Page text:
A close look at downtown Los Angeles, the freeway-encircled nexus where a handful of skyscrapers rises from the suburban tundra, reveals a business district on the verge of a swanky metamorphosis, thanks to a cadre of ambitious hoteliers, loft developers, and restaurateurs. And now the area’s got an acronym, DTLA—a distinction that usually equates to NBT (next big thing) status.
Long story short, my boyfriend and I have two different versions of the iPhone, and on a recent road trip, his battery died and I had the only car charger that would work for it as he left his charger at home. My phone was fully charged, and we were keeping up with each other on the highway, so I offered to switch phones with him for an hour, charge his up, and then pull off the road and switch back. He thought about it a second, then said, "No, that's okay.
On a recent trip to Brooklyn, I caught up with SF’s own Elizabeth Falkner at Krescendo, where she was manning (or shall we say womanning) the ovens for owner and native Brooklynite Nancy Puglisi (of Tony’s Pizza Napoletana in North Beach). After shuttering the famed Citizen Cake and Orson, and in between gigs on reality shows like Top Chef and Iron Chef America, Falkner relocated and turned her attention to classic Italian dishes and Neapolitan pizza.
I’m sure Pasadena has its share of gourmet restaurants, given its wide leafy lanes, pristine old town, and upscale school district. But for some reason, whenever I pass through—which is often—I end up eating at a taco stand or a pizza place that proves so satisfying, I return again and again. Here then, are my non-fancy favorites in a fancy little enclave.
I’m no vegetarian, but now that I’m living the Los Angeles lifestyle—and surrounded by Sienna Miller lookalikes at every turn—I’ve gotten on board with the veggie-loving hordes and taken up a new hobby: Finding meat-free dishes I crave so much that I’d choose them over a burger regardless of the health benefits. No, seriously.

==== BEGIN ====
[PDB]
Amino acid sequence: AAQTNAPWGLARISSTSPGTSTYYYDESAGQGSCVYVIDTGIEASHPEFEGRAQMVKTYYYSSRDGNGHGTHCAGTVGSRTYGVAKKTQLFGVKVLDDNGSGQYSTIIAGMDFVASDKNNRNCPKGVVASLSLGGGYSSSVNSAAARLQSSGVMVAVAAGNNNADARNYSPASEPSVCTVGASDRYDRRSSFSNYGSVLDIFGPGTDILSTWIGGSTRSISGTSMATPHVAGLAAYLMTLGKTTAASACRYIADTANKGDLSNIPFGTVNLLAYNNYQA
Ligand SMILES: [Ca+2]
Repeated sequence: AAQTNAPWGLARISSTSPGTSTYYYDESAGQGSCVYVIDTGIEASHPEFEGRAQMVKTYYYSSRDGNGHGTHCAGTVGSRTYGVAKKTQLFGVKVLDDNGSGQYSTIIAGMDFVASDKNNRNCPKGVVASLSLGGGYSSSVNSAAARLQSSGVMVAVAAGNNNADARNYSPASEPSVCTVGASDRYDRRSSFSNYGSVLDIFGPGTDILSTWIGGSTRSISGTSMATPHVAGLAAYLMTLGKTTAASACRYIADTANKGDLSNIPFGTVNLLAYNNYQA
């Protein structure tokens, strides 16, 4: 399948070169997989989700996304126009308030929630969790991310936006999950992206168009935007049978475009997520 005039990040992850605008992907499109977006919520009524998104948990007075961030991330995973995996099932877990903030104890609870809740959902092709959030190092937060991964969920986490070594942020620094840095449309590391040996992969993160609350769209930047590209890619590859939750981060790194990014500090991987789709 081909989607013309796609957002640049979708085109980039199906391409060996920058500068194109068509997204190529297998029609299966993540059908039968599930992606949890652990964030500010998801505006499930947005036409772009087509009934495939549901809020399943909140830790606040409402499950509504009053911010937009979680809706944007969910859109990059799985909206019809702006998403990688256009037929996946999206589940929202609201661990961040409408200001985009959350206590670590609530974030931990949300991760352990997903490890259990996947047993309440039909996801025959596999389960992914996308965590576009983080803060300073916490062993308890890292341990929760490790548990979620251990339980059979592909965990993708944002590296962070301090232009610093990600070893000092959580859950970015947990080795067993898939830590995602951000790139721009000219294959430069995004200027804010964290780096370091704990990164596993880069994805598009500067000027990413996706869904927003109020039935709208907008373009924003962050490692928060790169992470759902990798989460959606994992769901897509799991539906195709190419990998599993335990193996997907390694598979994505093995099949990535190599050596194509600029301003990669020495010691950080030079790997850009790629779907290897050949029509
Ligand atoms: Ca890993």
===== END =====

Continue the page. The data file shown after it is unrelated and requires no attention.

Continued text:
I must confess, when I lived in San Francisco I didn’t may much attention to Dine About Town, the annual January promotion designed to lure people from their EnviroLog-brightened living rooms into the city’s restaurants. But now that I dwell in Los Angeles, it’s different, and the reason is simple: Dine LA’s 250-plus restaurants include several of the city’s top-tier A-listers—you know, the restaurants that don’t have to participate because they’re booked solid anyway.
Everyone knows about the stellar yoga to be had on the west side of Los Angeles—Vinnie Marino, Shiva Rea, and Bryan Kest draw A-list celebrities to the mat within a stone’s throw of the ocean. But the east side has its own quiet vinyasa scene going on. Here are the top spots to get flowing without hopping on the 10.
Los Feliz is by far the prettiest neighborhood on the East side of LA, hip enough to provide a culture fix but moneyed enough to avoid the grit of its highly touted neighbors, Silverlake and Hollywood. Its two main tree-lined avenues, Hillhurst and Vermont, run parallel to each other, and are easily navigable on foot.
You’d think Atwater Village would be overrun with hipsters after gaining attention from The New York Times this past year. But the little pocket of northeastern Los Angeles bordering Griffith Park, just a stone’s throw from both Silverlake and Los Feliz, is still uncrowded and neighborly, even though Details magazine named it one of the six best emerging neighborhoods on the planet.
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